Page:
If you’re married, do you have a “date night” with your spouse?
Some people set aside time each week when they get together with their spouse, just the two of them, and do something special.
Life is so busy these days that we sometimes have to actually schedule time to spend with our spouse. We have to juggle work, raising children, community involvements, caring for aging parents, hobbies, and so on.
There are so many demands on our time that we often have difficulty making sure we’re giving enough attention to the person most important to us.
And besides, we know that our spouse is aware of our love for them. So we let things slide and don’t make the relationship a priority.
In this way, however, the bond between you starts to suffer. Without regular conversations and one-on-one time, a distance can start to grow in the relationship.
It’s the same with our relationship with God: we’re so busy with family and work commitments that we sometimes fail to fit Him in to our schedules.
Many of us learned as youngsters that raw cookie dough can taste even better than baked cookies. As adults, some of us will sneak a spoonful or two of cookie dough when we’re baking, and there’s nothing wrong with that.
For some of us, however, our addiction to raw cookie dough is rather more extensive. We have a particular problem resisting those tubes of uncooked cookie dough that you can buy in the refrigerated sections of grocery stores.
When we were kids, our Mom would buy a tube of dough and put it in the fridge, but it would mysteriously disappear before she had a chance to bake it.
As adults, our addiction to this surreptitious habit continued. We’d sometimes eat an entire tube of dough without baking a single cookie for our families.
Last summer, the Pillsbury company finally acknowledged what many of us have known for decades: their raw cookie dough tastes darn good, and people can’t resist it. So they’ve developed a formula that is safe to eat raw.
Pillsbury Cookie Dough tubes now state on the label: “Eat or Bake.”
Fellow cookie dough eaters: our secret is finally out!
And yes, I’m admitting that I’ve been a surreptitious cookie dough eater, too. There, I’ve said it.
Frankly, it’s a relief to have it out in the open. It feels liberating to finally admit my secret “sin.”
Don’t you just love cookies shaped like little people, such as gingerbread men and women?
I always start munching on gingerbread people at the head. According to a survey conducted by the folks at Dunkin’ Donuts, I’m not alone. Almost two thirds of people surveyed start at the top when eating a gingerbread figure. A fifth of people begin with the legs, while the remainder go for the arms first. (To make some gingerbread cookies yourself, see below for a classic recipe.)
We seem to have a penchant for foods shaped like bodies, or at least named after various body parts.
There are chicken fingers, kidney beans, artichoke hearts, navel oranges, black-eyed peas, heads of lettuce, ladyfingers and elbow macaroni.
The Italians have given us pasta shapes like orecchiette (little ears), linguini (little tongues), and capellini (angel’s hair). In France, cotton candy is called, “Dad’s beard.”
Our bodies are precious to us and are wondrously made, so it’s no wonder we pay tribute to them by naming foods after our various body parts.
But did you know that if you’re a believer, you don’t just have your own body, you’re a part of another body, too?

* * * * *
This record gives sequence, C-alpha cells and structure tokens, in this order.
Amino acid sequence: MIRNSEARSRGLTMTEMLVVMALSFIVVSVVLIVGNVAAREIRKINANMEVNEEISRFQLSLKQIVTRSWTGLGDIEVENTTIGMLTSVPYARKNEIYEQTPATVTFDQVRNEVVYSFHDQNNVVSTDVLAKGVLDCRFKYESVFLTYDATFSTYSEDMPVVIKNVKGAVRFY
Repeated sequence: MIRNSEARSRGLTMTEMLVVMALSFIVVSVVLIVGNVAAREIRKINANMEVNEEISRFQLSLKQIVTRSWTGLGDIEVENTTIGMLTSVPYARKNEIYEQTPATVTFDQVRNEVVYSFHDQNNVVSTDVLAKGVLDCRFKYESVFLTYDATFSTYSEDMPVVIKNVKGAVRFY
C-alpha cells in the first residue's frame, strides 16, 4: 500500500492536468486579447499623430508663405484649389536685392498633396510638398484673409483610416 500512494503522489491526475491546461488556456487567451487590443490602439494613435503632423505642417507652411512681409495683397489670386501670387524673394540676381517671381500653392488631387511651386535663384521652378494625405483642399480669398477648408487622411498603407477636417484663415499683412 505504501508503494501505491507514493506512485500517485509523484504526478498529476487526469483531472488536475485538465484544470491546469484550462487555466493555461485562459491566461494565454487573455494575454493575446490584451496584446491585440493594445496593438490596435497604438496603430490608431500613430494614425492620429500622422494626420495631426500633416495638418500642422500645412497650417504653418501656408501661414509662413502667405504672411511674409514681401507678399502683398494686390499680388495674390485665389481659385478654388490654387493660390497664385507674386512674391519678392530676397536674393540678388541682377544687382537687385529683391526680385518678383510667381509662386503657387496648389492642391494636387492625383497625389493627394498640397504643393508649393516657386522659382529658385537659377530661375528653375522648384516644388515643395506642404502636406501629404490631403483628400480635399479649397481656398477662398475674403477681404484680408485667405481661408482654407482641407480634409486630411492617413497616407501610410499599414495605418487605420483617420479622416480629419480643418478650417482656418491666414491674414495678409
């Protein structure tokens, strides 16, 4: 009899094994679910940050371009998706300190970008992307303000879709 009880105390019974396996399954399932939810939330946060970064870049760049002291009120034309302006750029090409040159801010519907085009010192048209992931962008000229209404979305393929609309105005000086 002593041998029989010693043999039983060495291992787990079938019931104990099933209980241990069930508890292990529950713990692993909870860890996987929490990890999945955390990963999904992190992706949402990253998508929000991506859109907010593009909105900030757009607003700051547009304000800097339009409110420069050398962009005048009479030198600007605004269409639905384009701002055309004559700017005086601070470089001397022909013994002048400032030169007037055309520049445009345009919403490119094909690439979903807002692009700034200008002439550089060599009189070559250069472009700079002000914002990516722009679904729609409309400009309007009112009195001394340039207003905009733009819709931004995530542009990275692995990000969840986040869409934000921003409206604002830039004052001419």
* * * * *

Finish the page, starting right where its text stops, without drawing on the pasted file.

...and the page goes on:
Have you ever tried a recipe you secretly doubted would work out?
They’re often the ones with the word “magic” in the recipe title, and they seem to promise the impossible.
The “Magic Chocolate Pudding Cake” below is a good example. The recipe instructs you to press a firm batter into a baking pan, and then pour flavoured boiling water on top of it. It claims this will magically transform into cake and sauce during the baking process.
You may be a bit dubious about this, however. The batter seems too solid and unyielding, impenetrable to the liquid atop it. You don’t see how this “magical” transformation will ever happen.
As you put the baking pan in the oven, you may think, “This will never work out. This will be another culinary disaster my family will tease me about for years to come, like the time I tried to cook a Thanksgiving turkey but forgot to turn the oven on.”
But lo and behold, the recipe does succeed after all! The two differing natures of the mixture are indeed transformed into something new and delicious, and your family thinks you’re a genius in the kitchen.
Unlikely transformations can still happen in our lives, too.
Some things are better when they don’t come too easily, aren’t they?
Like making butter yourself. When I was a child, I had the chance to do just that.
On a visit to my grandparents’ farm, my grandmother handed me a closed jar with rich cream inside it from their dairy cows. She instructed me to shake the jar vigorously.
I did so, but didn’t see much happening. I wanted to give up, but Grandma told me to keep agitating the jar. I obeyed, and soon started to see clumps forming inside the jar.
Grandma knew it wasn’t ready yet, however, and instructed me to keep going. My little arms were getting tired, but eventually Grandma told me I could stop. The cream had finally transformed into the right consistency.
I had made butter! (Well, technically, I suppose most of the credit should go to the cows.)
It was hard work making that fresh butter, but the taste of it was heavenly on fresh bread. It was vastly superior to the blocks of chilled butter you buy in the supermarket. Not only did it taste wonderful, I appreciated the butter more because I’d put in the work myself to make it.
Sometimes God lets us go through the effort of doing things for ourselves, doesn’t He?